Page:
You can feed the animal outside, in its cage or crate, corner of the kitchen, garage, or laundry area. If fed outside, the carcass or RMBs can be thrown on the ground. Partly-eaten bones can be left for further nibbling. You can also train the animal to eat in a specific spot inside the house using a towel or plastic table cloth.15 If the dog wanders off the cloth or towel, pick up the food and place it back on the cloth or towel and at the same time give verbal commands such as “Stay” to reinforce the idea that he/she is supposed to stay on that specific spot.15 After feeding you can clean the plastic cloth with regular soap and water or have the towel laundered.
You can feed in the morning, afternoon, or evening. It all depends on the time that is convenient for you and your dog. You can also make feeding times random if your pet becomes familiar with the routine and annoys you. Let the dog spend at least 10 – 30 minutes on eating.
The general guidelines for frequency of feeding is: 3 times a day feeding for puppies 4 -5 months of age, 2 times a day feeding for dogs over 6 months of age, and once a day feeding for mature dogs from one year of age and up. These are general guidelines and can be adjusted or modified depending on the feeding behavior of your pet.
Dogs can also be fasted for a day to cleanse and tone the body and to rest the digestive system.15 This copies what wild canids experience in the wild. Food is not readily available everyday so most of the time, the dog’s cousin, the wolf, would go on days without food.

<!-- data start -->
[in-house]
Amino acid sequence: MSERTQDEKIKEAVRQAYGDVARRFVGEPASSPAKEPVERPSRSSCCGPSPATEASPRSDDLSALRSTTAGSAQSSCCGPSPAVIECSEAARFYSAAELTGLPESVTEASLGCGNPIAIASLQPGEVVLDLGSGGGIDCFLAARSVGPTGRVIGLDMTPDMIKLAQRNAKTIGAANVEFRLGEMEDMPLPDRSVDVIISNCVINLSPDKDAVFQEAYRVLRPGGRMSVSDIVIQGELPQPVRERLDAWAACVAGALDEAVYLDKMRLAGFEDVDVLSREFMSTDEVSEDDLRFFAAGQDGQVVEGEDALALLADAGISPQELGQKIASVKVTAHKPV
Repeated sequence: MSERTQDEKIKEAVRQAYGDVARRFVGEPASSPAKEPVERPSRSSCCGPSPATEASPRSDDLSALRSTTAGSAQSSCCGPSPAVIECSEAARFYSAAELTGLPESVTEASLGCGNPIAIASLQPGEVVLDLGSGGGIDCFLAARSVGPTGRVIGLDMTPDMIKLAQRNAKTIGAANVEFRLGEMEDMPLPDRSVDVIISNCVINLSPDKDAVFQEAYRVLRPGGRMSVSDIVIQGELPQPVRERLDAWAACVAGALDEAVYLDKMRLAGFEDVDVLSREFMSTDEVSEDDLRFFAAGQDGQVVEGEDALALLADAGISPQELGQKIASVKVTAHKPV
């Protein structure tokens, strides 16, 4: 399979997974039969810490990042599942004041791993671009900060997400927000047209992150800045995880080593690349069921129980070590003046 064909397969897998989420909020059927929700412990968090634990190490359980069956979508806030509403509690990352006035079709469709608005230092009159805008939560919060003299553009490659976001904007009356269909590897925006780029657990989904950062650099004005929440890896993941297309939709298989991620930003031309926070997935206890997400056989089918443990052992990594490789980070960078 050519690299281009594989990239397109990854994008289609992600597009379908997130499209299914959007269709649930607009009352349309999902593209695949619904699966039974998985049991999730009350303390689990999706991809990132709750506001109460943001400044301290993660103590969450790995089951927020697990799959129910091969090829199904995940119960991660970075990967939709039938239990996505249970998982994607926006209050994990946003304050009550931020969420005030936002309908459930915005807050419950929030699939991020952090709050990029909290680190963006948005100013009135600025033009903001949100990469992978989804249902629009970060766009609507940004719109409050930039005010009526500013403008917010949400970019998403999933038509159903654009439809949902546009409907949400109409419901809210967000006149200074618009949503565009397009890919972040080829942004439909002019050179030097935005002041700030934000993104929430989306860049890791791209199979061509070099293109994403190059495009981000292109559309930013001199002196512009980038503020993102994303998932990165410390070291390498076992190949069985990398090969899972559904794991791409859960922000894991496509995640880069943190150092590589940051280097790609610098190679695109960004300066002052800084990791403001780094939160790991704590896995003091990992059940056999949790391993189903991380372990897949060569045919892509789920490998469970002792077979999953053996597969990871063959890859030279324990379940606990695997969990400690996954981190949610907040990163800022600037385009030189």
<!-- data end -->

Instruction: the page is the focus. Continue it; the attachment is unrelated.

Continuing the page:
Raw feeders even employ a technique wherein the dog receives a huge meal the night before the fast and then fasted the next day.15 A light meal can be given in the morning after the fast or a huge meal (a whole carcass or half of a huge animal carcass) is given in the evening. Often dog owners complain of their pets not being consistent with their appetites. The dog will have a healthy appetite one day and then become picky the next day. This situation would be a perfect time to fast your pet during times when he/she becomes sporadic in their appetite.
The recommended amount of food to be given to your pet per day is 2-3% of the desired body weight and is adjusted depending on the animal’s age, body condition and level of activity.15 Big dogs, on the other hand, need less (1% of their body weight).
Puppies under 4 months of age normally regulate their food intake and tend not to overeat; however, there are certain individuals that tend to gorge themselves until their belly get distended. In this case, regulate the food intake at the 2-3% level to prevent obesity. If, on the other hand, the dog does not put on any weight despite a healthy appetite, have a veterinarian perform a fecal examination to find out if the animal harbors any worms or other parasites.
A paradigm shift from commercial pet food back to the natural way of feeding our pets can help us in our global advocacy of protecting the environment. We would do away with the manufacturing and use of junk pet-food. Essential resources like land, cereal crops, processing materials, and others can be utilized for other useful purposes. There would also be a lesser need for harmful products (pharmaceuticals, shampoos, insecticides, etc.) produced by harmful industries. People who naturally raise other animals for food purposes will be supported and will serve as a structure for a more environmental friendly industry.